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dc.contributor.authorWells, Scott M.
dc.date.accessioned2021-09-07T22:27:25Z
dc.date.available2021-09-07T22:27:25Z
dc.date.issued8/1/2009
dc.identifier.urihttp://hdl.handle.net/20.500.12648/6453
dc.description.abstractStream fishes and their habitats were surveyed at 108 sampling sites to determine the status of the rare longear sunfish (Lepomis megalotis) and redfin shiner (Lythrurus umbratilis) in the Tonawanda (TCW) and Johnson Creek (JCW) watersheds of northwestern New York, May-September 2005. Of the >27,500 individuals captured and 70 fish species identified, most were cyprinids, followed by centrarchids, catostomids, and percids. Each watershed revealed cyclic patterns and substantial variation in the longitudinal profiles of habitat and fish assemblage variables, especially at sites with anthropogenic disturbances. Fish assemblagees were easily delineated longitudinally in the two watersheds using detrended correspondence analysis (DCA) but associating fish species and their assemblage variables (CPUE, fish richness, Simpson’s Diversity) with habitat variables was more challenging using canonical correspondence analysis (CCA: 62 associations, 27 species) and multiple linear regression (MLR: 80 associations, 47 species/33 assemblages) at 17 watershed and sub-watershed scales. In the more statistically rigorous MLR analyses, aquatic vegetation accounted for the greatest number of habitat associations (32%), followed by pool type, bank cover and substrate composition (16-17% each), suggesting that these habitat features may have been the most important to stream fishes in the study. In most cases, these finding were supported by the literature on stream fish ecology. Overall, fish species richness has remained relatively high and stable over time in both watersheds, even with ongoing localized disturbances occurring in the lower basins: NYS Barge (Erie) Canal, Batavia Dam (TCW) and Lyndonville Dam (JCW), as well as agricultural and suburban activities. New habitat associations were suggested for seven species. Findings from this study have already assisted with restoration efforts for the longear sunfish and may support future management of lesser known stream fishes in New York State.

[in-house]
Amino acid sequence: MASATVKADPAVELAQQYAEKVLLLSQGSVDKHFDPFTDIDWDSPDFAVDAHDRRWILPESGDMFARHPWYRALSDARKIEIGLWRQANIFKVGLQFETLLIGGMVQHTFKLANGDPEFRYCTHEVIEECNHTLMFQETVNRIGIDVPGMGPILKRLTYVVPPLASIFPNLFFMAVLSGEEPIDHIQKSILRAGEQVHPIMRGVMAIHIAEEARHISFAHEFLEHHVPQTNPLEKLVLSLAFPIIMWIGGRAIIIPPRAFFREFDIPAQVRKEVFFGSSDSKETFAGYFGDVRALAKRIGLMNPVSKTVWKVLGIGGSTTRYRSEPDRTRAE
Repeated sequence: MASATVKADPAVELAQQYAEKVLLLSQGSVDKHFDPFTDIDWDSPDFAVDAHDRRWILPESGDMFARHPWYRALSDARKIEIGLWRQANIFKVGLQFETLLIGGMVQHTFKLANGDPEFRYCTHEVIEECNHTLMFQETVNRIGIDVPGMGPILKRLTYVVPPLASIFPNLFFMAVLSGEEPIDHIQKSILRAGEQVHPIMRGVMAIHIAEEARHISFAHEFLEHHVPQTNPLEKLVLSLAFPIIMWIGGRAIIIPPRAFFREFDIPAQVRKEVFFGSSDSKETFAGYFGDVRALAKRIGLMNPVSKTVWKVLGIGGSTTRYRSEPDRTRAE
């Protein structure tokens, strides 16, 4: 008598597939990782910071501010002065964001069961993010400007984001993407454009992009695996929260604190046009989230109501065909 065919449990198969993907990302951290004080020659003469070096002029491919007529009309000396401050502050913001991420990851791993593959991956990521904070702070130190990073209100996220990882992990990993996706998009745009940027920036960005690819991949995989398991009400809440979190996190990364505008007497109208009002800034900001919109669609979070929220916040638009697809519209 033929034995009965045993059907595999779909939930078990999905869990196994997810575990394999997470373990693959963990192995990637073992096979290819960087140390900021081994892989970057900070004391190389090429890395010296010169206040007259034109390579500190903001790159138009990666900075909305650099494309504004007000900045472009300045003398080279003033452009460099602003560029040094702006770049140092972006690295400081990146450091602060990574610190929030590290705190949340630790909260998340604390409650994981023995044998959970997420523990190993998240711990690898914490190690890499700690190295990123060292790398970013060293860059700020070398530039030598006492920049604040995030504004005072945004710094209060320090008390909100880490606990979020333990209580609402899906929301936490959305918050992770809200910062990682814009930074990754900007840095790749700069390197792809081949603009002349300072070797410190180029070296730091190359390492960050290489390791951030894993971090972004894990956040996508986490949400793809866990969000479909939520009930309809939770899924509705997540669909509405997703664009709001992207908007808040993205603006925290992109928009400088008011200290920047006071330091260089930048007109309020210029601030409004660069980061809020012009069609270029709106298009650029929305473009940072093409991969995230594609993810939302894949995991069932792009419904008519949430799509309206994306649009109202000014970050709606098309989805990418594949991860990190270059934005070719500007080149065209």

dc.subjectTonawanda Creek Watershed
dc.subjectJohnson Creek Watershed
dc.subjectFish Populations
dc.subjectNY State
dc.titleHabitat Associations of Fish Species and their Assemblages in the Tonawanda and Johnson Creek Watersheds of Northwestern New York State
dc.typethesis
refterms.dateFOA2021-09-07T22:27:26Z
dc.description.institutionSUNY Brockport
dc.description.departmentEnvironmental Science and Biology
dc.description.degreelevelMaster of Science (MS)
dc.source.statuspublished
dc.description.publicationtitleEnvironmental Science and Ecology Theses
dc.contributor.organizationThe College at Brockport
dc.languate.isoen_US


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